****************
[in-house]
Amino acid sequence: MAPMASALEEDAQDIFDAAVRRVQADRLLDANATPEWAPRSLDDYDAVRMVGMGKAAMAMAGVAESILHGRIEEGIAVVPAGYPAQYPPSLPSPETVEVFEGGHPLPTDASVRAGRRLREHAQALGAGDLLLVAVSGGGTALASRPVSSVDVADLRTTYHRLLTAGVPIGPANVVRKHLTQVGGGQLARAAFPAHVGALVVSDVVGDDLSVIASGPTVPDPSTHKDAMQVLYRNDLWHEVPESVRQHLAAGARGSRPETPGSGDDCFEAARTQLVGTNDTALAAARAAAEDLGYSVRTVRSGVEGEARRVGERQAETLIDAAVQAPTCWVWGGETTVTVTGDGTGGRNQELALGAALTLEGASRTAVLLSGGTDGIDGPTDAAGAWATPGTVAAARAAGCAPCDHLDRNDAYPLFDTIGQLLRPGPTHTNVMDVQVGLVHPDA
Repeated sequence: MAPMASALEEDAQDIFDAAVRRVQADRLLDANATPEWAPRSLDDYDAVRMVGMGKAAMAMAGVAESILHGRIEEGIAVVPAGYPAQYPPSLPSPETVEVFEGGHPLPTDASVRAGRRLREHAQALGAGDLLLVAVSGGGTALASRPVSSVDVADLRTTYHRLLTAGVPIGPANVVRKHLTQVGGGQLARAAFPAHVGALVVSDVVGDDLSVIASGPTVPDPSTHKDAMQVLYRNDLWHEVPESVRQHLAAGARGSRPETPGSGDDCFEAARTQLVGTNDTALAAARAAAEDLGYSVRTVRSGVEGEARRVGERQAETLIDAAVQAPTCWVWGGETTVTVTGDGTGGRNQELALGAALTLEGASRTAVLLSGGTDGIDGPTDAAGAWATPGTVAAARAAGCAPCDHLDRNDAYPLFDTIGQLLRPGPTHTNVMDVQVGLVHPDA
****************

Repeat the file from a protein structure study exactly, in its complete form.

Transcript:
[in-house]
Amino acid sequence: MAPMASALEEDAQDIFDAAVRRVQADRLLDANATPEWAPRSLDDYDAVRMVGMGKAAMAMAGVAESILHGRIEEGIAVVPAGYPAQYPPSLPSPETVEVFEGGHPLPTDASVRAGRRLREHAQALGAGDLLLVAVSGGGTALASRPVSSVDVADLRTTYHRLLTAGVPIGPANVVRKHLTQVGGGQLARAAFPAHVGALVVSDVVGDDLSVIASGPTVPDPSTHKDAMQVLYRNDLWHEVPESVRQHLAAGARGSRPETPGSGDDCFEAARTQLVGTNDTALAAARAAAEDLGYSVRTVRSGVEGEARRVGERQAETLIDAAVQAPTCWVWGGETTVTVTGDGTGGRNQELALGAALTLEGASRTAVLLSGGTDGIDGPTDAAGAWATPGTVAAARAAGCAPCDHLDRNDAYPLFDTIGQLLRPGPTHTNVMDVQVGLVHPDA
Repeated sequence: MAPMASALEEDAQDIFDAAVRRVQADRLLDANATPEWAPRSLDDYDAVRMVGMGKAAMAMAGVAESILHGRIEEGIAVVPAGYPAQYPPSLPSPETVEVFEGGHPLPTDASVRAGRRLREHAQALGAGDLLLVAVSGGGTALASRPVSSVDVADLRTTYHRLLTAGVPIGPANVVRKHLTQVGGGQLARAAFPAHVGALVVSDVVGDDLSVIASGPTVPDPSTHKDAMQVLYRNDLWHEVPESVRQHLAAGARGSRPETPGSGDDCFEAARTQLVGTNDTALAAARAAAEDLGYSVRTVRSGVEGEARRVGERQAETLIDAAVQAPTCWVWGGETTVTVTGDGTGGRNQELALGAALTLEGASRTAVLLSGGTDGIDGPTDAAGAWATPGTVAAARAAGCAPCDHLDRNDAYPLFDTIGQLLRPGPTHTNVMDVQVGLVHPDA